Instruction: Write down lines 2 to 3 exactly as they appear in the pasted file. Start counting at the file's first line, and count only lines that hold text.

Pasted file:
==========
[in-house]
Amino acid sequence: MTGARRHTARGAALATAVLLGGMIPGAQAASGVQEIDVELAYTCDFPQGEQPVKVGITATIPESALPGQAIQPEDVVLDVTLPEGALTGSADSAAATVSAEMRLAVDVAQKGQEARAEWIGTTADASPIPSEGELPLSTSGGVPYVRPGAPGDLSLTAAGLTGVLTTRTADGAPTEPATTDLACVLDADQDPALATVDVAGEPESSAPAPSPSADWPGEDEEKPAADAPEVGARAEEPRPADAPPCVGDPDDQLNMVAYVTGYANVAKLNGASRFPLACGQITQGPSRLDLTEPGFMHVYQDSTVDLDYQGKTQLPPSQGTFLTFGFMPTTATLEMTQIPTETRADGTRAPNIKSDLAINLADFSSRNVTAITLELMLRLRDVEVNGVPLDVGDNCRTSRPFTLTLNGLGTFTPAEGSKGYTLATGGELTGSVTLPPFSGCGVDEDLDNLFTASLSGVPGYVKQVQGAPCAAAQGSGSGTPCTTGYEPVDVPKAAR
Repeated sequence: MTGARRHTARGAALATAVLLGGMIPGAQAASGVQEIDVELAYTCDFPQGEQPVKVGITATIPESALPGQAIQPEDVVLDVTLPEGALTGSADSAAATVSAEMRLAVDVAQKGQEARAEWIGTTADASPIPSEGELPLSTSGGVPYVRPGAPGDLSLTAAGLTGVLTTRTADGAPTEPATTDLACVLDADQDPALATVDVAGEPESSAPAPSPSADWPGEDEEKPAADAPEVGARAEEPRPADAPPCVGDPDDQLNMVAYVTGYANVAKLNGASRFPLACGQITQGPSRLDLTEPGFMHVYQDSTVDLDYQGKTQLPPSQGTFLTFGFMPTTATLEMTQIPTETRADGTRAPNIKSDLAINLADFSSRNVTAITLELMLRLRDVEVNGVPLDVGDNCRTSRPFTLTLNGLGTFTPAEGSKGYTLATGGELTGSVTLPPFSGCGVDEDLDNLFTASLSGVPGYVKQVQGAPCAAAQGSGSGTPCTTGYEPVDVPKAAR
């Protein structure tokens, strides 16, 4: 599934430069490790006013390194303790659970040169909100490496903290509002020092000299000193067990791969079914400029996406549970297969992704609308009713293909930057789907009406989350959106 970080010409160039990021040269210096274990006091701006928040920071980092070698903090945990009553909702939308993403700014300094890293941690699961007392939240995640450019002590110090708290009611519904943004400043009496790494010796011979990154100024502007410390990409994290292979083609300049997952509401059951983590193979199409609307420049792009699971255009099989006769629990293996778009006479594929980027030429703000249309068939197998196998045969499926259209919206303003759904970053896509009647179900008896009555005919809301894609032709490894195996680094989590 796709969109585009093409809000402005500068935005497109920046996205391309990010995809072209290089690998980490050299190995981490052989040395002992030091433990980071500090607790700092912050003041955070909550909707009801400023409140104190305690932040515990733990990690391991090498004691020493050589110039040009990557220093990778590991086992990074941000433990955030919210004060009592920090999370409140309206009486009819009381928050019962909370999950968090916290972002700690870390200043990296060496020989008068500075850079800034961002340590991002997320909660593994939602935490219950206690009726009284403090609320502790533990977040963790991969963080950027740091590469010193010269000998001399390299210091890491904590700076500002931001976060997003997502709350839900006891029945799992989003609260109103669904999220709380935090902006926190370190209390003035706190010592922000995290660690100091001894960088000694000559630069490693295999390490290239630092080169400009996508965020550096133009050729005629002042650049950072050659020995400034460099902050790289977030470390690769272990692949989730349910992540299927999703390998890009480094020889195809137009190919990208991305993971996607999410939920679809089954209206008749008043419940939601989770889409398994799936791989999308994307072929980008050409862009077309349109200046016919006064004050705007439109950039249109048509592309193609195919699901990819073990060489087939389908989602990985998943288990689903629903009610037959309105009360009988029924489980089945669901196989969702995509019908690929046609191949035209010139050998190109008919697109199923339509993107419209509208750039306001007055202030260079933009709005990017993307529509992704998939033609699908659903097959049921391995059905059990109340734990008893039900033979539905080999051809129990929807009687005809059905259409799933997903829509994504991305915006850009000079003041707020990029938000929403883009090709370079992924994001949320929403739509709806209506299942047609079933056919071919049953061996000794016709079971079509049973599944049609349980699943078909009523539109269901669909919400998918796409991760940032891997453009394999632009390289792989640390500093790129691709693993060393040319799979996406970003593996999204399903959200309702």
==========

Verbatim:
Amino acid sequence: MTGARRHTARGAALATAVLLGGMIPGAQAASGVQEIDVELAYTCDFPQGEQPVKVGITATIPESALPGQAIQPEDVVLDVTLPEGALTGSADSAAATVSAEMRLAVDVAQKGQEARAEWIGTTADASPIPSEGELPLSTSGGVPYVRPGAPGDLSLTAAGLTGVLTTRTADGAPTEPATTDLACVLDADQDPALATVDVAGEPESSAPAPSPSADWPGEDEEKPAADAPEVGARAEEPRPADAPPCVGDPDDQLNMVAYVTGYANVAKLNGASRFPLACGQITQGPSRLDLTEPGFMHVYQDSTVDLDYQGKTQLPPSQGTFLTFGFMPTTATLEMTQIPTETRADGTRAPNIKSDLAINLADFSSRNVTAITLELMLRLRDVEVNGVPLDVGDNCRTSRPFTLTLNGLGTFTPAEGSKGYTLATGGELTGSVTLPPFSGCGVDEDLDNLFTASLSGVPGYVKQVQGAPCAAAQGSGSGTPCTTGYEPVDVPKAAR
Repeated sequence: MTGARRHTARGAALATAVLLGGMIPGAQAASGVQEIDVELAYTCDFPQGEQPVKVGITATIPESALPGQAIQPEDVVLDVTLPEGALTGSADSAAATVSAEMRLAVDVAQKGQEARAEWIGTTADASPIPSEGELPLSTSGGVPYVRPGAPGDLSLTAAGLTGVLTTRTADGAPTEPATTDLACVLDADQDPALATVDVAGEPESSAPAPSPSADWPGEDEEKPAADAPEVGARAEEPRPADAPPCVGDPDDQLNMVAYVTGYANVAKLNGASRFPLACGQITQGPSRLDLTEPGFMHVYQDSTVDLDYQGKTQLPPSQGTFLTFGFMPTTATLEMTQIPTETRADGTRAPNIKSDLAINLADFSSRNVTAITLELMLRLRDVEVNGVPLDVGDNCRTSRPFTLTLNGLGTFTPAEGSKGYTLATGGELTGSVTLPPFSGCGVDEDLDNLFTASLSGVPGYVKQVQGAPCAAAQGSGSGTPCTTGYEPVDVPKAAR